A new proposal for Coney Island seeks to anchor the west end of the boardwalk with nearly 500,000 square feet of mixed-use development called Ocean Dreams. The three residential towers with over 400 market rate condos, range from 14 to 22 stories and rest atop 25,000 square feet of retail and 400 parking spaces. Dattner Architects joined Cooper Robertson in designing the project in 2007, but Dattner took the lead after Red Apple Real Estate became owner in 2008. Red Apple, led by Gristedes supermarket magnate John Catsimatidis, ramped up a 2005 plan that many thought dead in the water.
The site sits between the bright lights of the entertainment district and Sea Gate, a quiet gated community at the end of the island, and across from several rent-subsidized towers, ranging from 14 to 19 stories. For years, school buses parked at the two oceanfront lots between West 34th and West 36th Street, Surf Avenue and the boardwalk. As plans for the heart of the island exploded, the sleepy western end didn’t get much attention. That began to change in 2005 when City Planning agreed to rezone the area then owned by Ocean Dreams LLC. Instead of a 40 foot height limit with an FAR of 1.25, new zoning allowed for a 70 foot limit and an FAR of 3.0. More than 300 apartments were planned for two seven-story buildings with 88 parking spaces and no retail.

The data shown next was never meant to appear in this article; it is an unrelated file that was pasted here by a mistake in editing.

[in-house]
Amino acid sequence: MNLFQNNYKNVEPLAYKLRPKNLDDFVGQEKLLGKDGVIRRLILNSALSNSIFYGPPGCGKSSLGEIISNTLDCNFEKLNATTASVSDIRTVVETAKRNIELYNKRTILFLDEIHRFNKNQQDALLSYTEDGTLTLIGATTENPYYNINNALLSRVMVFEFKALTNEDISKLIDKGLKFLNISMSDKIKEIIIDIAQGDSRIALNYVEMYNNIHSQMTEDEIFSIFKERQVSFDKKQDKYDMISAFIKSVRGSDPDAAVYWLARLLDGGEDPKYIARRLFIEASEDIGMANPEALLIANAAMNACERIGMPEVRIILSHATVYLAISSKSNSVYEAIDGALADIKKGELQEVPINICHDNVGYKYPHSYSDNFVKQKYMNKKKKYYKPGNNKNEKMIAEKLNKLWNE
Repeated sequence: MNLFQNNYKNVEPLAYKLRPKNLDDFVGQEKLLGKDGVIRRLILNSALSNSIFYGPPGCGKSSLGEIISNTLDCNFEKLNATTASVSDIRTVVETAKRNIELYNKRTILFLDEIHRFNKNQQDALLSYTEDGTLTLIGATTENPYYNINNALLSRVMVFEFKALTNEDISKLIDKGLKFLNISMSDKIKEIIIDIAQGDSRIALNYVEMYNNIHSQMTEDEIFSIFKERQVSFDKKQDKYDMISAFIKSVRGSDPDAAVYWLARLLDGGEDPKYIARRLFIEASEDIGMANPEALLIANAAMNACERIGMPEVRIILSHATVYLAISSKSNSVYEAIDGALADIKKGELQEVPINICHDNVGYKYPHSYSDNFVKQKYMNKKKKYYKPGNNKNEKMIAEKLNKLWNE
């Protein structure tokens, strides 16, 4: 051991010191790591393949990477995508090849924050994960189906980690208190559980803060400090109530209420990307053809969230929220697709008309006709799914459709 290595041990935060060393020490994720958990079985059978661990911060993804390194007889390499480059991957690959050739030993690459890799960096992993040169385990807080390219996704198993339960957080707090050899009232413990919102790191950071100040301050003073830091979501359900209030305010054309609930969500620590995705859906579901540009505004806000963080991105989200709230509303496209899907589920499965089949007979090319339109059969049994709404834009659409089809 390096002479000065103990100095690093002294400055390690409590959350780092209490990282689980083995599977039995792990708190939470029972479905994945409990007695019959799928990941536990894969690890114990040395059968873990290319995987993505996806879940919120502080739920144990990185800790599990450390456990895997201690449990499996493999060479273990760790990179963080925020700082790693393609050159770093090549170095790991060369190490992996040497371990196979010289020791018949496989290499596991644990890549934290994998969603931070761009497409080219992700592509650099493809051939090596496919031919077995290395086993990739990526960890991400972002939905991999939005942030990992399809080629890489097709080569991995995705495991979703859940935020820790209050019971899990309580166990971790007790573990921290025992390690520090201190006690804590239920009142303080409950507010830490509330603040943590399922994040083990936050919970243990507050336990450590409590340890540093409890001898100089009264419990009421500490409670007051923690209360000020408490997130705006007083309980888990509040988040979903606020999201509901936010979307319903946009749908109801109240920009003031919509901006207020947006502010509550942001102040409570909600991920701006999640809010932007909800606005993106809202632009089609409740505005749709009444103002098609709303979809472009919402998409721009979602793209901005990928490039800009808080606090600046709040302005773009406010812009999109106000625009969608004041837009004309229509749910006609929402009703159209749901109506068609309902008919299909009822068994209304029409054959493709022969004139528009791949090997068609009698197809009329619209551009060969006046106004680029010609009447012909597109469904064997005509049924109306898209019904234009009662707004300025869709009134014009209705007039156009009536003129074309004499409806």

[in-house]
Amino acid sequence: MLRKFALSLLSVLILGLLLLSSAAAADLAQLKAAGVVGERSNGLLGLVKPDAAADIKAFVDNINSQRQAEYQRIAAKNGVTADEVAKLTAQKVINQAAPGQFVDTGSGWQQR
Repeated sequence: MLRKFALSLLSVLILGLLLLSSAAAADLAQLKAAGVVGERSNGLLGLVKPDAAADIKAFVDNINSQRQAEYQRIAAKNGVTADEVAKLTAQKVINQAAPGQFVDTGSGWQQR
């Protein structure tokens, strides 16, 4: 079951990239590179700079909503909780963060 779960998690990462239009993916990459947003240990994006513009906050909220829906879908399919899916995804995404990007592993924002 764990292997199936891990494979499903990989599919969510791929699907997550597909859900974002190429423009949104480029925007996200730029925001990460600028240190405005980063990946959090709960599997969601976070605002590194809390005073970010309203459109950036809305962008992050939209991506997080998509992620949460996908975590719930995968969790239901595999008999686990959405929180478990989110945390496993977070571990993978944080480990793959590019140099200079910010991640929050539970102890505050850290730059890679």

Now Red Apple is seeking to change the zoning once again. In the new plan, the smallest tower, which houses an enclosed parking garage, would rise to 142 feet. “The design has more of a residential and urban quality that is a mix of masonry brick and mason wall,” said William Stein, a principle at Dattner and lead architect for the project. “We’re far enough away to not have to address the downtown honky tonk.”
Lee Weintraub Landscape Architects will unify the two plots by adding winding ramps among a dune-like landscape that merges the boardwalk with the ends of 36th and 37th Streets. The landscaping will buffer the smaller building from the boardwalk but will stop short of wrapping around the larger plot in order to make room for retail. “We’ve really tried to develop a very site specific project,” said Nick Hockens of Greenberg Traurig, the attorneys representing Red Apple. “For sure there’s a potential for retail on the boardwalk. One of the things from a planning perspective is it provides another anchor, but at the other end [of the island].”
The new plan calls for the condos to be sold at market rate, and a commercial overlay allows for retail—including a supermarket—to line Surf Avenue. Details of projected costs for the project and for the market rate condos have yet to be released, but in 2005 City Planning documents show pre-crash estimates for the condos at $350,000 to $600,000. “Subsidized housing surrounds the site, that’s why we think this kind of density and bulk is appropriate,” said Stein. “A lot of nearby buildings are towers in the park, so we’re trying to create an urban presence.”
The land-review process began in late March, and the plan goes before Community Board 13’s Land Use Committee on April 27. Members of the community have yet to see the proposal, but if all approvals go through, shovels could be in the sand early next year.